The blood shed on Good Friday today coagulates into the passivity of Holy Saturday.
Western Civilization’s fascination with blood goes down deep. We are surrounded by blood metaphors even behind our bloodless laptops, because the metaphor touches the source of our lives.
For example, take Good Friday’s Office of Readings from St. John Chrysostom:
Now Christ has come, as the high priest of all the blessings which were to come. He has passed through the greater, the more perfect tent, which is better than the one made by men’s hands because it is not of this created order; and he has entered the sanctuary once and for all, taking with him not the blood of goats and bull calves, but his own blood, having won an eternal redemption for us. The blood of goats and bulls and the ashes of a heifer are sprinkled on those who have incurred defilement and they restore the holiness of their outward lives; how much more effectively the blood of Christ, who offered himself as the perfect sacrifice to God through the eternal Spirit, can purify our inner self from dead actions so that we do our service to the living God.
If you fast-forward from the 4th century to the 21st century then you’ll notice that the first track on Kendrick Lamar’s theologically-soaked Good Friday release, DAMN., has “BLOOD” as its first track. The main plot of the show Stranger Things also revolved around fears and hopes related to blood.
Westerners typically think of Islam as a blood-sacrifice culture, but that might only be part of the story. Derrida’s student Gil Anidjar attempts to turn this commonplace around in order criticize the West in his Blood: A Critique of Christianity.
For our purposes we’ll instead turn to a non-polemical account of Temple blood-offerings as recounted by Margaret Barker in The Gate of Heaven: History and Symbolism of the Temple in Jerusalem:
The whole burnt offering was a male animal without blemish; it could be a bull, a ram or a goat, or, for the poor, two turtle doves or pigeons. The offerer put his hand on the head of the animal and then killed it himself. The blood was taken by the priests and splashed onto the four sides of the altar. The offerer skinned the animal and cut it in pieces. The skin was given to the priests (Lev. 7.8), and the income from this leather was considerable: ‘[The Law] ordains that the priests who minister at the holy sacrifices should receive the hides of the whole burnt offerings, the number of which is incalculable, and this is no small gift, but represents a very large sum of money’ (Philo, Special Laws, 1.151). The legs and entrails were washed, and then the whole was burnt on the altar by the priest. This ritual effected ‘atonement’ (Lev. 1.4), but we do not know how this was understood. Some scholars say that the laying on of hands was a sign that guilt had been transferred to the animal, i.e. it was a substitute; others favour the idea that it established contact with God; others that it was an assertion that this was the offerer’s gift, and that he should receive any benefits. Since the animal had to be pure it is unlikely that the laying on of hands was thought to transfer guilt as this would have made the animal unfit. The scapegoat offered on the Day of Atonement was loaded with the sins of Israel, and this made it unfit for sacrifice; it was driven out into the desert. What is known is that blood was believed to be life (Lev. 17.14), and that the offering was therefore not of the death of the animal but its life. This must affect our understanding of the New Testament.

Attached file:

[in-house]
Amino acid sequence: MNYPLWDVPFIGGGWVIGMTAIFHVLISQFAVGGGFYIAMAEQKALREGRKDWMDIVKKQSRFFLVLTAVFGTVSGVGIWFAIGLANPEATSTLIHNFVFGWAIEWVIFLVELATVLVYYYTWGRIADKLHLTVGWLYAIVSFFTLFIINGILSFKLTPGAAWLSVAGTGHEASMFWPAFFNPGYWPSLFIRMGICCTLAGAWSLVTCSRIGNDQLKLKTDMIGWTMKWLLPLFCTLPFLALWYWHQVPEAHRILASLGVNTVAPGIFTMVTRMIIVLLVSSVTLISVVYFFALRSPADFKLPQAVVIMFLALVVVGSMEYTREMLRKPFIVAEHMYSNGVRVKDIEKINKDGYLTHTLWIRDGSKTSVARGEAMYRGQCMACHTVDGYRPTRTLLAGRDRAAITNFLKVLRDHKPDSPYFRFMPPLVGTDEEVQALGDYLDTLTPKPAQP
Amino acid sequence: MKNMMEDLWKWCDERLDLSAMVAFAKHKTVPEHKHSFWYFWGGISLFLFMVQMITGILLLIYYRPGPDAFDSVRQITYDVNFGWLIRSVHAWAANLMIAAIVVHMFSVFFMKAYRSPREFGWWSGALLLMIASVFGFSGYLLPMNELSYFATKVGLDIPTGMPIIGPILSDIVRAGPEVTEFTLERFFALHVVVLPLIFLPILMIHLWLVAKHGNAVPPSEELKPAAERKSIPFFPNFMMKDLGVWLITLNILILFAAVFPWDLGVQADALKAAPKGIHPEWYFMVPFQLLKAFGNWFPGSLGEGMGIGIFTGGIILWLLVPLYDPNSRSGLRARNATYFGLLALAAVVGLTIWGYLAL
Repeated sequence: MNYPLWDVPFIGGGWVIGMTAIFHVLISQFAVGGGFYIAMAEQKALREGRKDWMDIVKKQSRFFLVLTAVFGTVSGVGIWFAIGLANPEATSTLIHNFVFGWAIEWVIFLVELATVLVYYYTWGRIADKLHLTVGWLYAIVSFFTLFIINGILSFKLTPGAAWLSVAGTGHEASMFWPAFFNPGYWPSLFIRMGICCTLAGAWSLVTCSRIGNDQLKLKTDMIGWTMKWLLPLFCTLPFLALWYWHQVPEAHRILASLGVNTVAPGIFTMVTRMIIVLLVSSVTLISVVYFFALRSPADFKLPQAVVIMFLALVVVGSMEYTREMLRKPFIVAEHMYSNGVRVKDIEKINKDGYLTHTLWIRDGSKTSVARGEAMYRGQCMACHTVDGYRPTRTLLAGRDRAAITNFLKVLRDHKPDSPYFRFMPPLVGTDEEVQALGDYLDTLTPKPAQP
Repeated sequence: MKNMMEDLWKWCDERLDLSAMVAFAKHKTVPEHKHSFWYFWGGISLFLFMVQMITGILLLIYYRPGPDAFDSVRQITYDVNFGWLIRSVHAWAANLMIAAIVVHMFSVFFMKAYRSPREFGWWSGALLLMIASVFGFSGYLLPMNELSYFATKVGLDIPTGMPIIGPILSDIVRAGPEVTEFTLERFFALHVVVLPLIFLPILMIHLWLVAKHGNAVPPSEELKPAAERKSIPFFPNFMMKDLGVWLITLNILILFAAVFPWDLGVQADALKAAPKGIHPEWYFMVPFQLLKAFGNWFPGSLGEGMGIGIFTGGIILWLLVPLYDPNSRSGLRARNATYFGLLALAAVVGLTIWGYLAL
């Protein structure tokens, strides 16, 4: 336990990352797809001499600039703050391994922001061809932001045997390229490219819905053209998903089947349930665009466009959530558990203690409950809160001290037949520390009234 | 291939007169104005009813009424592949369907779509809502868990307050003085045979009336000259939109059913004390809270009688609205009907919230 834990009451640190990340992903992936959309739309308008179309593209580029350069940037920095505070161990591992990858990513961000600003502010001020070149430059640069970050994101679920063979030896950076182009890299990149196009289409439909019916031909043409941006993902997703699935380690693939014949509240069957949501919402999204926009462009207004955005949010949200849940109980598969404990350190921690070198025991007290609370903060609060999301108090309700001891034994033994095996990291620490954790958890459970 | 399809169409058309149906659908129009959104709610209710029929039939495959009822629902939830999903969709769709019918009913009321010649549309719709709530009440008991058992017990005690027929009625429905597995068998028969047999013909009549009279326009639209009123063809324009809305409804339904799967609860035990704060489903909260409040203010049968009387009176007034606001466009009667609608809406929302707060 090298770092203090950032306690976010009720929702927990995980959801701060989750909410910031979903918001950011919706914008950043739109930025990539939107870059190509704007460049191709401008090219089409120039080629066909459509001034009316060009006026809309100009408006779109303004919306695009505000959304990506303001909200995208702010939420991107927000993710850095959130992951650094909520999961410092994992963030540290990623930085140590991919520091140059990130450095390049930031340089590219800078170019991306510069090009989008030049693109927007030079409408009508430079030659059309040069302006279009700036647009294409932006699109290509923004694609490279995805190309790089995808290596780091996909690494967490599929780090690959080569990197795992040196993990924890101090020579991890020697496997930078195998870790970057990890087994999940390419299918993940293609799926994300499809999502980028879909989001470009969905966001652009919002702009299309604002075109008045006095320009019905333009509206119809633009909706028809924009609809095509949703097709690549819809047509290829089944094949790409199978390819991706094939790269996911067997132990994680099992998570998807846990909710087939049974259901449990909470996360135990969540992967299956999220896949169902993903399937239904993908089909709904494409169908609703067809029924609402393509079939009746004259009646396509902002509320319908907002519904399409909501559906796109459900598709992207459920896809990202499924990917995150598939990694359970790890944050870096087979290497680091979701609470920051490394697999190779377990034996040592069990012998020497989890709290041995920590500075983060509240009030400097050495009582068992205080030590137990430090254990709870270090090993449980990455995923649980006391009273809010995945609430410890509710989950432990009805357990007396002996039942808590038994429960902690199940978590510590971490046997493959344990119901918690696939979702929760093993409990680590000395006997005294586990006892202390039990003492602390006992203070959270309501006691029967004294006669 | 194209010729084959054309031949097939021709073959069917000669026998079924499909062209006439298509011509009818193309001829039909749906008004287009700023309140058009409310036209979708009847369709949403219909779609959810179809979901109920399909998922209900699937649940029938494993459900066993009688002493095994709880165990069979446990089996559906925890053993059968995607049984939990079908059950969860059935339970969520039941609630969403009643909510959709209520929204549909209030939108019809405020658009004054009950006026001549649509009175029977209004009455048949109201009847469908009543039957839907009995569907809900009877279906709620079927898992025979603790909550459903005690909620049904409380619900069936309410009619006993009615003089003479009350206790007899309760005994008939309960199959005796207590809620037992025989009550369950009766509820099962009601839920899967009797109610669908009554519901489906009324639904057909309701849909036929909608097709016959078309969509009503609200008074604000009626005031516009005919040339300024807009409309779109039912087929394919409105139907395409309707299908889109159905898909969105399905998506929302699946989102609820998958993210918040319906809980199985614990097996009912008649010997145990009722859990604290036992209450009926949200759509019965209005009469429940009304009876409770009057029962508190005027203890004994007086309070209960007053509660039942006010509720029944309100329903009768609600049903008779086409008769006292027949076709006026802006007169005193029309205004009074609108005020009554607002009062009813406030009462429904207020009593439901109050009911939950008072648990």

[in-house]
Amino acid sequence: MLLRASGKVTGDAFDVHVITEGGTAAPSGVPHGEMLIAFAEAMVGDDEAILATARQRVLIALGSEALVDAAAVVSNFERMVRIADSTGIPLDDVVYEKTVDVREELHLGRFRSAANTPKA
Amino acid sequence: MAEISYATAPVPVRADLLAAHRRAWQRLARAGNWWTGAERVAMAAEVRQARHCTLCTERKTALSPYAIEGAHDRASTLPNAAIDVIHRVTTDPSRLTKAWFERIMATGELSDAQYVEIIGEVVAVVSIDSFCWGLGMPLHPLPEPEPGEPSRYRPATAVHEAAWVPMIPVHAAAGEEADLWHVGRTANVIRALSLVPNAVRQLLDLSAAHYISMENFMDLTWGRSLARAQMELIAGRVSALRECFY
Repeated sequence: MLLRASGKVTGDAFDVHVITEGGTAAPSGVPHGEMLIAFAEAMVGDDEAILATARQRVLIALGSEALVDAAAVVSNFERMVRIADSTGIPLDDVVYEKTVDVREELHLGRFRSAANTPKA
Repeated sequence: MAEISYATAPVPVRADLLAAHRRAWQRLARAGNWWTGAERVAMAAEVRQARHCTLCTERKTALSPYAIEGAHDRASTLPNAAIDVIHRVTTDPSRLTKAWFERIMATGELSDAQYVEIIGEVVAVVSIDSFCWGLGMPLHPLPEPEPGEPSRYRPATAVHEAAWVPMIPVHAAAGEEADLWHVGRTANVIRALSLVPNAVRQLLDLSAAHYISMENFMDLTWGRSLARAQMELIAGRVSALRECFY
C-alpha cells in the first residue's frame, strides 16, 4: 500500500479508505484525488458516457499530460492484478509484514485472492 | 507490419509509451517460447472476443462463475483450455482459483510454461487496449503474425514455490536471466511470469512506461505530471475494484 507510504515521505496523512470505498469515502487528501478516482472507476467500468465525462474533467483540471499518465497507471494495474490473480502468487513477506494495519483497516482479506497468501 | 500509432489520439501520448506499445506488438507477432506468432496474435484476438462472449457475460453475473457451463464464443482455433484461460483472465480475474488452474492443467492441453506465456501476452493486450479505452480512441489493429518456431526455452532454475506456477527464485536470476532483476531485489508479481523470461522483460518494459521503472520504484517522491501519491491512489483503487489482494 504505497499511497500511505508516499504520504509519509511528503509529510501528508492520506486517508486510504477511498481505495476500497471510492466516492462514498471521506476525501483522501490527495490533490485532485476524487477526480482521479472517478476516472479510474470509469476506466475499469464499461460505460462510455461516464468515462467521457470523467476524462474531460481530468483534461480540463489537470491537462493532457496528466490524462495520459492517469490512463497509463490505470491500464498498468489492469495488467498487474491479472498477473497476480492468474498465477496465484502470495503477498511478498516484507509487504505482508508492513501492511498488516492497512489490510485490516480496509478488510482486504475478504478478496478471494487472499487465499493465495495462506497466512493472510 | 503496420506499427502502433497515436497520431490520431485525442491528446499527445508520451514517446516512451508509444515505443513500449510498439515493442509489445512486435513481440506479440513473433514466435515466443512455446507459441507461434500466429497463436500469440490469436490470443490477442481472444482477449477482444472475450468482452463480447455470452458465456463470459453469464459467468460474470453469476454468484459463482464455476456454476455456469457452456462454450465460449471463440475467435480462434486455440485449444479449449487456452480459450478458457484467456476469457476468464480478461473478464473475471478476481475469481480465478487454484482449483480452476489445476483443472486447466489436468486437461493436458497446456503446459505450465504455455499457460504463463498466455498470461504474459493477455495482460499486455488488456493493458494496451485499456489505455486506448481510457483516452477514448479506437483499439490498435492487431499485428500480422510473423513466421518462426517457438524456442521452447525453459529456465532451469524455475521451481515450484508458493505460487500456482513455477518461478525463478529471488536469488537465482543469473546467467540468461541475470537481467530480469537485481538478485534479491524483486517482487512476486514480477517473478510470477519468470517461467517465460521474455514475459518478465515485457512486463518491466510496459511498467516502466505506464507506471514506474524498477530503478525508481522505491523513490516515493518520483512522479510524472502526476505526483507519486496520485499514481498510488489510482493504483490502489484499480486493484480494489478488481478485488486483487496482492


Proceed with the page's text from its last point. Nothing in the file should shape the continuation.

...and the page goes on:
Thus, this is how blood was a conduite with the divine for the First Temple, and the Jewish Christian tradition borrowed heavily from this tradition.
According to the CNA, the Vatican Musems are also making their own publicity splash by tapping into the life-giving tributaries of this ancient bloody tradition:
The initiative is the product of a partnership between Rome’s Gemelli University Hospital and the blood donor group “Francesco Olgiati,” in collaboration with the Vatican Museums.
Seeking to encourage the donation of blood, which can be life-saving for patients who need transfusions, the agreement allows people who donate blood to receive a voucher, which is valid for entrance into the Vatican Museums without waiting in line. The vouchers, which are worth 4 euro each, must be used by the end of 2017.
Gemelli University Hospital distributes more than 17,000 units of blood and blood components, which are used in treating patients with a variety of conditions.
Such initiatives, Jatta said, allow the Vatican Museums to be “a living cultural institution, an integral part of the social fabric…just as Pope Francis has hoped.”
I love that the Italians are oblivious to, or just don’t care about, the negative press generated by stories about the Vatican taking what technically might be called blood money (donate blood → get vouchers → Vatican Museums) in exchange for museum admissions.
I think it is a wonderful way of taking the call from Pope Francis to demonstrate how everything is interconnected, in communion. However, the most important lesson is that sacrifice is the giving of life, rather than the wanton destruction of the accursed share.
Make sure you read Holy Saturday: Death as an Object of Faith today.
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